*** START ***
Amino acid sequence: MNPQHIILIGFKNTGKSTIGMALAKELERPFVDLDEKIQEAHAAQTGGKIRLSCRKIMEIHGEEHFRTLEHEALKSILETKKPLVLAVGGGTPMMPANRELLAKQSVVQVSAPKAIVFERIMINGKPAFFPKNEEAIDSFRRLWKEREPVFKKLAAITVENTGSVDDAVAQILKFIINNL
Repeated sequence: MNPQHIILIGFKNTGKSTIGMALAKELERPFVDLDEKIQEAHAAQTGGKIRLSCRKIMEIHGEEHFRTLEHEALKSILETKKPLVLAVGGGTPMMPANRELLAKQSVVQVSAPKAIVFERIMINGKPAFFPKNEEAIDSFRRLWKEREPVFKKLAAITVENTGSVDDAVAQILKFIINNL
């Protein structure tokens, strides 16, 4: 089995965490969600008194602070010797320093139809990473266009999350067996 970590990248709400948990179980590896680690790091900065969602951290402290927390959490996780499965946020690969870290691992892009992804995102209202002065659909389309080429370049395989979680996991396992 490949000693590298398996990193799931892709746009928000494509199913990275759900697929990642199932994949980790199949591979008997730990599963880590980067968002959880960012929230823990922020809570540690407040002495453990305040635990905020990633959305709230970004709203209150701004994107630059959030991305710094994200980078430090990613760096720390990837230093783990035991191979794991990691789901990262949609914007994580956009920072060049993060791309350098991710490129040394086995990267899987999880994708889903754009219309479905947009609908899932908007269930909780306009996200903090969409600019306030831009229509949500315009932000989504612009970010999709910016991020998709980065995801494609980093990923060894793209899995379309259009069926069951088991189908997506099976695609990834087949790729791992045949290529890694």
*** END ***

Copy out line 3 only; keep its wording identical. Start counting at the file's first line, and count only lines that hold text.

């Protein structure tokens, strides 16, 4: 089995965490969600008194602070010797320093139809990473266009999350067996 970590990248709400948990179980590896680690790091900065969602951290402290927390959490996780499965946020690969870290691992892009992804995102209202002065659909389309080429370049395989979680996991396992 490949000693590298398996990193799931892709746009928000494509199913990275759900697929990642199932994949980790199949591979008997730990599963880590980067968002959880960012929230823990922020809570540690407040002495453990305040635990905020990633959305709230970004709203209150701004994107630059959030991305710094994200980078430090990613760096720390990837230093783990035991191979794991990691789901990262949609914007994580956009920072060049993060791309350098991710490129040394086995990267899987999880994708889903754009219309479905947009609908899932908007269930909780306009996200903090969409600019306030831009229509949500315009932000989504612009970010999709910016991020998709980065995801494609980093990923060894793209899995379309259009069926069951088991189908997506099976695609990834087949790729791992045949290529890694």